There has been a rise in enquiries about the risks employers face when clients require them to ensure everyone working on their site is vaccinated against Coronavirus and that unvaccinated individuals are not engaged on their contract. The debate about whether companies should adopt a ‘no jab no job’ policy has been taking place nationally.
Employers in favour of this might argue that they are protecting health and safety and stopping the spread of Coronavirus, or, where they are headquartered in countries that have opted to mandate such a policy, they are replicating their Government’s approach in the UK.
The issues from a UK legal perspective are that:
- Vaccination status is sensitive medical information under GDPR and therefore, whilst an employer can ask employees to confirm their status, they cannot force them to tell them. If the employer dismisses the employee or takes any other action against the employee because they refuse to disclose their vaccination status, they may bring a claim for dismissal / detriment for having asserted a statutory right. In addition, there is technically nothing preventing someone from claiming to be vaccinated when they are not and no way of checking this without breaching GDPR;
- There are many reasons why someone might choose not to get vaccinated, including health conditions or fears about what effects the vaccine might have on fertility. Uptake has generally been lower amongst younger people and those from some ethnic minority backgrounds. It could be argued that a ‘no jab no job’ policy is indirectly discriminatory on the basis of age, race, sex and disability;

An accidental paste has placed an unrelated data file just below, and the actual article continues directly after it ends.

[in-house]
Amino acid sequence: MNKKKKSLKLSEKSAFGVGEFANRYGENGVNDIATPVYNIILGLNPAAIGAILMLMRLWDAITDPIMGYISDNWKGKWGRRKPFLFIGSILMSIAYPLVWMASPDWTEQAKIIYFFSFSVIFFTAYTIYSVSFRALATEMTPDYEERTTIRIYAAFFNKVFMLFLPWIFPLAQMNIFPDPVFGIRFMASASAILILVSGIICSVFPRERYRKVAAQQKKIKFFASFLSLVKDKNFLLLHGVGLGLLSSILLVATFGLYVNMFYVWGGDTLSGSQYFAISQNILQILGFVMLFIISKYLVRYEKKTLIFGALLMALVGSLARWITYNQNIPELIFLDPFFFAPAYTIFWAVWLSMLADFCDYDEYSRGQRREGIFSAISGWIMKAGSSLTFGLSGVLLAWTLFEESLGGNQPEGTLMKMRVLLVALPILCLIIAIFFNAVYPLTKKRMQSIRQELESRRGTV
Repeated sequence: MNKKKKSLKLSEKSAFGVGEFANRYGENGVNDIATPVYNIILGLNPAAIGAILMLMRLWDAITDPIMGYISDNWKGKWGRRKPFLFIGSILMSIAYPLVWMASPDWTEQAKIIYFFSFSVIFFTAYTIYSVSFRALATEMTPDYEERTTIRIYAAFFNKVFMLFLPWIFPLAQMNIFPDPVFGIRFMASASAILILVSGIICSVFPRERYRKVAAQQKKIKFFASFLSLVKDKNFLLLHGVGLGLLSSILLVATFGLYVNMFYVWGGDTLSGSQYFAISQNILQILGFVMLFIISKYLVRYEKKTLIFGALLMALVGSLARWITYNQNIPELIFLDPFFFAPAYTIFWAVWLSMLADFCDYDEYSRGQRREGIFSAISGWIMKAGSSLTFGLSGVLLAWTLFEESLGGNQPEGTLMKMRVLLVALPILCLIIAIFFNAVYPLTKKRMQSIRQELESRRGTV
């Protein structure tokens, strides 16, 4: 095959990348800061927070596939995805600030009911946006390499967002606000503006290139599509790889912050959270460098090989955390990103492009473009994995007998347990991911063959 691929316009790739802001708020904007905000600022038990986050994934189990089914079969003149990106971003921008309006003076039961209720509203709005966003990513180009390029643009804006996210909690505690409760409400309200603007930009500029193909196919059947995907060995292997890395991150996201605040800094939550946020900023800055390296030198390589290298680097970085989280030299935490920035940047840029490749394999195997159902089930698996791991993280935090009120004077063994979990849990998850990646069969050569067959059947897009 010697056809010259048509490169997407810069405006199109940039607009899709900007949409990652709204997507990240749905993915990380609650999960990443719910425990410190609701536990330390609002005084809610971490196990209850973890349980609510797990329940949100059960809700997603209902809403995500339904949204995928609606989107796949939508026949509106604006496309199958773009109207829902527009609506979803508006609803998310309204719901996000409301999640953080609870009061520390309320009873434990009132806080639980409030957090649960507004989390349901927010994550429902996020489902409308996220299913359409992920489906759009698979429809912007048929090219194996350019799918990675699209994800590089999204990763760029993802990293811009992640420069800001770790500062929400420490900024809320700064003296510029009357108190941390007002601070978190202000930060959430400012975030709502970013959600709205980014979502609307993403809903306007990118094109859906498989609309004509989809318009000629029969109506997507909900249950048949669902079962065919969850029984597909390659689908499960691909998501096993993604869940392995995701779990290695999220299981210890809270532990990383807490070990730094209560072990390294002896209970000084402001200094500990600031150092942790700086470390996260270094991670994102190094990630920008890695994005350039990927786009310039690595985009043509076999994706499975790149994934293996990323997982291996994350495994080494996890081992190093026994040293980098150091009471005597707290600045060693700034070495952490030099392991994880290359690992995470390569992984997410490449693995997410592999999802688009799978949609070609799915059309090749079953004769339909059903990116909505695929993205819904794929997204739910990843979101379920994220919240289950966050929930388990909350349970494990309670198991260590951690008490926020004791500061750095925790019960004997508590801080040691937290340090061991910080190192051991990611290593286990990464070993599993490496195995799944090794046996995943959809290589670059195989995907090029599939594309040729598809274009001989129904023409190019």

- It could be argued that a ‘no jab no job’ policy fits the legal definition of coercion and is therefore contrary to human rights provisions;
- The UK Government has not made vaccination a condition of employment for the most part and it is unclear whether any attempt to do so outside of care home settings, which involve contact with vulnerable people, would survive legal challenge. Therefore, the client is accepting the risk of claims by implementing such a policy, as is the employer who carries out potentially unlawful instructions from the client.
For the avoidance of any doubt, this article does not take any side in the debate. The potential claims outlined above may or may not be successful if brought. This article is purely to highlight that there are potential risks for employers and their clients.
If, therefore, the aim is to keep legal risk to a minimum, then we generally recommend that employers and their clients take a much more cautious approach to avoid becoming a test case.
So, how should employers deal with requests by clients to bar unvaccinated individuals from client sites in order to minimise risk?
Ultimately, this could be regarded as third party pressure by the client to remove unvaccinated individuals from the client site. This can potentially be a fair reason for dismissal, but only if the employer has attempted to persuade the client to alter their course unsuccessfully and no alternative assignment or work can be found.